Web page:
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Hello imaProfessor,

I am in the same boat as you are. Although you are a little ahead of me as I will be applying only this year. I am 34 and facing a similar dilemma of choice between a full time and an executive MBA. I have come across conflicting opinions on how the age determines eligibility. While some say it doesn't matter, others say it does.

As far as the question of choosing between two schools, if I were you I would consider the following factors:

1. Quality: Highly ranked schools are ranked high because they offer a better quality of education. Now, the difference between a school ranked 5th and one ranked (say) 8th is nothing. However, there is always a difference between the one that is ranked 5th and the other that is ranked 30th.

2. Comfort: Irrespective of rankings, each school is different and have their own DNA. Doesn't matter what the ranking is, I think it is very important that you are comfortable with the school's DNA. Because unless you are comfortable with that school's environment you will not be able to take advantage of the higher quality that it offers. For example, some people like smaller class sizes where the experience is very personal while for others this may not matter and they may thrive in large class sizes where the personal touch doesn't exist. Again, some people learn faster in a very cut-throat competitive environment where everything is so very fast .. fast; while others may prefer a much slower and steadier pace to learning concepts. I am assuming that you have already visited both the schools and are equally comfortable with either of them in terms of the environment.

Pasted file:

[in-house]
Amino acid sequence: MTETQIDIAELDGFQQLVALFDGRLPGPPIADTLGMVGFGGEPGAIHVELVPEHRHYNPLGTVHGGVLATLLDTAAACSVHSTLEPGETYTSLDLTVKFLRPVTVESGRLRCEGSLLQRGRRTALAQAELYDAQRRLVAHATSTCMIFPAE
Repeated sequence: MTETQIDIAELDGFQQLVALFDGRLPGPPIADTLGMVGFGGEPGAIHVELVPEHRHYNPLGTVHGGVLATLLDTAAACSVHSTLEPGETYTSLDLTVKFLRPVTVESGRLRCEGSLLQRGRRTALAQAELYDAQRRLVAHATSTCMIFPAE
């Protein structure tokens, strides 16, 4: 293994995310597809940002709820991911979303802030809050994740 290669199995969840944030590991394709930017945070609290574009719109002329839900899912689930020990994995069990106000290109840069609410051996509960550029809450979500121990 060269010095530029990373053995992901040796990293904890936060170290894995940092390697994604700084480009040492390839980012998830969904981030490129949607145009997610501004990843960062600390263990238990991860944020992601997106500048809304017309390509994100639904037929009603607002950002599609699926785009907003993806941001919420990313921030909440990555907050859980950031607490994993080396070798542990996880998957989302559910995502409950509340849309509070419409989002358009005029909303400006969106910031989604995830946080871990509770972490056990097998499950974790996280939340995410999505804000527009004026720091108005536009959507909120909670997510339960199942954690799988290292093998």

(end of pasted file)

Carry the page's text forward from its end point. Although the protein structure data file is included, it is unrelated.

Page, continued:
3. Cost: Cost of education is always important. As someone already said, if it is jut 20K then that may not matter. But if it is significant (depending on what you think 'significant' is) then that should be taken into account. Because there is no guarantee that you will get a scholarship next year at the top 10 school unless your application strength improves significantly. Look at the bird at hand vs. the two in the bush.